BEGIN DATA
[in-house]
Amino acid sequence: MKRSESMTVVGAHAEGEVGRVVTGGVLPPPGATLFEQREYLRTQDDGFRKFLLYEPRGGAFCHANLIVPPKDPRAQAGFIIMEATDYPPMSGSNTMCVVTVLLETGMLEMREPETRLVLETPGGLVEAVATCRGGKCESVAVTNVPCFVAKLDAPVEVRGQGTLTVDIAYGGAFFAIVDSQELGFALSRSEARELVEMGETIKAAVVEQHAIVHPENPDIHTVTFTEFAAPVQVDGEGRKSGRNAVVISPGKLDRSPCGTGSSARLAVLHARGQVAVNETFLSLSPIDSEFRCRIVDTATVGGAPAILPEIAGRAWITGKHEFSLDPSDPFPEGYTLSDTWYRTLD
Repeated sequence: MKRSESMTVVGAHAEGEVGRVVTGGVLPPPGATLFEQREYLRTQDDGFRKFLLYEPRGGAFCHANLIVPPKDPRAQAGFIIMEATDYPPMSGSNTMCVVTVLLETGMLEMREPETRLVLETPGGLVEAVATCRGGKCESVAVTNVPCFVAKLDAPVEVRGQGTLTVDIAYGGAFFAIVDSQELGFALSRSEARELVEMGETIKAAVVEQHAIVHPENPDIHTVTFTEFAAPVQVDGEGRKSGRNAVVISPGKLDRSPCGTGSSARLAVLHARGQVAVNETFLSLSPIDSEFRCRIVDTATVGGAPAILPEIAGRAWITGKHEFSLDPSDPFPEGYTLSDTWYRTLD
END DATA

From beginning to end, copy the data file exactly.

[in-house]
Amino acid sequence: MKRSESMTVVGAHAEGEVGRVVTGGVLPPPGATLFEQREYLRTQDDGFRKFLLYEPRGGAFCHANLIVPPKDPRAQAGFIIMEATDYPPMSGSNTMCVVTVLLETGMLEMREPETRLVLETPGGLVEAVATCRGGKCESVAVTNVPCFVAKLDAPVEVRGQGTLTVDIAYGGAFFAIVDSQELGFALSRSEARELVEMGETIKAAVVEQHAIVHPENPDIHTVTFTEFAAPVQVDGEGRKSGRNAVVISPGKLDRSPCGTGSSARLAVLHARGQVAVNETFLSLSPIDSEFRCRIVDTATVGGAPAILPEIAGRAWITGKHEFSLDPSDPFPEGYTLSDTWYRTLD
Repeated sequence: MKRSESMTVVGAHAEGEVGRVVTGGVLPPPGATLFEQREYLRTQDDGFRKFLLYEPRGGAFCHANLIVPPKDPRAQAGFIIMEATDYPPMSGSNTMCVVTVLLETGMLEMREPETRLVLETPGGLVEAVATCRGGKCESVAVTNVPCFVAKLDAPVEVRGQGTLTVDIAYGGAFFAIVDSQELGFALSRSEARELVEMGETIKAAVVEQHAIVHPENPDIHTVTFTEFAAPVQVDGEGRKSGRNAVVISPGKLDRSPCGTGSSARLAVLHARGQVAVNETFLSLSPIDSEFRCRIVDTATVGGAPAILPEIAGRAWITGKHEFSLDPSDPFPEGYTLSDTWYRTLD